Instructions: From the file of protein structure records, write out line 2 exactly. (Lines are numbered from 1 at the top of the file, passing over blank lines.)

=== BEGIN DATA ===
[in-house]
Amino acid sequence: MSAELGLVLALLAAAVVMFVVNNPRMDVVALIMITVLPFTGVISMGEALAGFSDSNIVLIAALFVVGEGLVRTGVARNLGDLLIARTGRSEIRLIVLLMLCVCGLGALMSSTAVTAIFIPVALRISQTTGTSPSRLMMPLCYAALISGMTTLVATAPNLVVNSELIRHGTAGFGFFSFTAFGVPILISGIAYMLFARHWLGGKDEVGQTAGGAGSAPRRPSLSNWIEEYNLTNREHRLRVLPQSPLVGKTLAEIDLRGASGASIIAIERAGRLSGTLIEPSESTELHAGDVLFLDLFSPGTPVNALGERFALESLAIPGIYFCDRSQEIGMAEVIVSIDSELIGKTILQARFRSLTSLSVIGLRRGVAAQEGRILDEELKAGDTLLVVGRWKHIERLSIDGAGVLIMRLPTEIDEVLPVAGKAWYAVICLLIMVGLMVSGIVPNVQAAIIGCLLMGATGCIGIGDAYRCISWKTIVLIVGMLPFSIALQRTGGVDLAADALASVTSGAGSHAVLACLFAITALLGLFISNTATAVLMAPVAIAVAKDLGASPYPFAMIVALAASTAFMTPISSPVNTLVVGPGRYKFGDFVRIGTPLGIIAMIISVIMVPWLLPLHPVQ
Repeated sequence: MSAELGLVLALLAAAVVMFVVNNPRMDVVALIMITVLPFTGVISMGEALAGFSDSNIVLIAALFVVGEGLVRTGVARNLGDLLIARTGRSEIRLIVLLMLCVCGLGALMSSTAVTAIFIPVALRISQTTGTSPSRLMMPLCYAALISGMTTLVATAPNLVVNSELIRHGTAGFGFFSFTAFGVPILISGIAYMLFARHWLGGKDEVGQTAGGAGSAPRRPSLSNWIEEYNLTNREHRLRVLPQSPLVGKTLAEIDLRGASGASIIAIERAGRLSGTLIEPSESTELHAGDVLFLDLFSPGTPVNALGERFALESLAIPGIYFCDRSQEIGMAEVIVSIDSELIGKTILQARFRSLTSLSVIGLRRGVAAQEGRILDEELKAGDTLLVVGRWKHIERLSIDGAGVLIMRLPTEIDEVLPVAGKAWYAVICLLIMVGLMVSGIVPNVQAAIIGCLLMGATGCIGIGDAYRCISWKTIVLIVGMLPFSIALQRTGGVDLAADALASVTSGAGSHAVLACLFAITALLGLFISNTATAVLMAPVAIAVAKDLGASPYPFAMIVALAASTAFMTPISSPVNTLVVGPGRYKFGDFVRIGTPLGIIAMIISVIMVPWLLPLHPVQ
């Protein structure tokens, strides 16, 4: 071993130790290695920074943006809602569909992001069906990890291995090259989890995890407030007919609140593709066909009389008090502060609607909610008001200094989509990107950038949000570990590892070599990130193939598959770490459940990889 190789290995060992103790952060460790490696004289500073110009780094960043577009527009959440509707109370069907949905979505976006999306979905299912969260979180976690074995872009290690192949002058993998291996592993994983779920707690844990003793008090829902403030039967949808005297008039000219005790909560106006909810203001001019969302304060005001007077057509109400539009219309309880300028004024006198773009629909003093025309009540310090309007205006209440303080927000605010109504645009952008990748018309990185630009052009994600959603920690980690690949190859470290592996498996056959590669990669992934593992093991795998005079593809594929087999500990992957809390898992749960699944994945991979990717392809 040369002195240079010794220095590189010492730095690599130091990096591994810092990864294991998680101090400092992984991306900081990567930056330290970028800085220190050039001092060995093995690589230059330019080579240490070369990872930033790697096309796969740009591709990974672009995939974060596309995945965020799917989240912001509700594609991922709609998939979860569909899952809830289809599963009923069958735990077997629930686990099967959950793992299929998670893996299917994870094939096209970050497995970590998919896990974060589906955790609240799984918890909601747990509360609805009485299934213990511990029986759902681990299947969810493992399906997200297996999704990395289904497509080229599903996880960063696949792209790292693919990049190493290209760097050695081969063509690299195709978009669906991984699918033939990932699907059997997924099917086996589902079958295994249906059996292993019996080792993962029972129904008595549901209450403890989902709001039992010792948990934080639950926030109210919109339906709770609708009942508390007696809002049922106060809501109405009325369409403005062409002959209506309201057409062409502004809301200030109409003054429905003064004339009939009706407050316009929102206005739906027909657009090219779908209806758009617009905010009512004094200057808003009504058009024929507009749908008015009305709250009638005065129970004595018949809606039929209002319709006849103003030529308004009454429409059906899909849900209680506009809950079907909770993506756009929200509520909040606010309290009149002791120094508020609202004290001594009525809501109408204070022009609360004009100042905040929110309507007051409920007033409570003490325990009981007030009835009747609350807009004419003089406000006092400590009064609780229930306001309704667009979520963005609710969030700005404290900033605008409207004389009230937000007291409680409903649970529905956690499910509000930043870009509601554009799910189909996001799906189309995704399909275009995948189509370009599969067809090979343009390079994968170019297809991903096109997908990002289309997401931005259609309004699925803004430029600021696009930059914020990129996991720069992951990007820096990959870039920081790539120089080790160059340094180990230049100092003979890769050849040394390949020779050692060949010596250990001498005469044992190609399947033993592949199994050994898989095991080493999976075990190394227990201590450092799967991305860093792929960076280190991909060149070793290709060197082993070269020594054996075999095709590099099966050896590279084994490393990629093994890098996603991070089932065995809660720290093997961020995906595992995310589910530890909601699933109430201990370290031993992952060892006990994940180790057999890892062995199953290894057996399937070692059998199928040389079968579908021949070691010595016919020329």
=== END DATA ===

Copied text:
Amino acid sequence: MSAELGLVLALLAAAVVMFVVNNPRMDVVALIMITVLPFTGVISMGEALAGFSDSNIVLIAALFVVGEGLVRTGVARNLGDLLIARTGRSEIRLIVLLMLCVCGLGALMSSTAVTAIFIPVALRISQTTGTSPSRLMMPLCYAALISGMTTLVATAPNLVVNSELIRHGTAGFGFFSFTAFGVPILISGIAYMLFARHWLGGKDEVGQTAGGAGSAPRRPSLSNWIEEYNLTNREHRLRVLPQSPLVGKTLAEIDLRGASGASIIAIERAGRLSGTLIEPSESTELHAGDVLFLDLFSPGTPVNALGERFALESLAIPGIYFCDRSQEIGMAEVIVSIDSELIGKTILQARFRSLTSLSVIGLRRGVAAQEGRILDEELKAGDTLLVVGRWKHIERLSIDGAGVLIMRLPTEIDEVLPVAGKAWYAVICLLIMVGLMVSGIVPNVQAAIIGCLLMGATGCIGIGDAYRCISWKTIVLIVGMLPFSIALQRTGGVDLAADALASVTSGAGSHAVLACLFAITALLGLFISNTATAVLMAPVAIAVAKDLGASPYPFAMIVALAASTAFMTPISSPVNTLVVGPGRYKFGDFVRIGTPLGIIAMIISVIMVPWLLPLHPVQ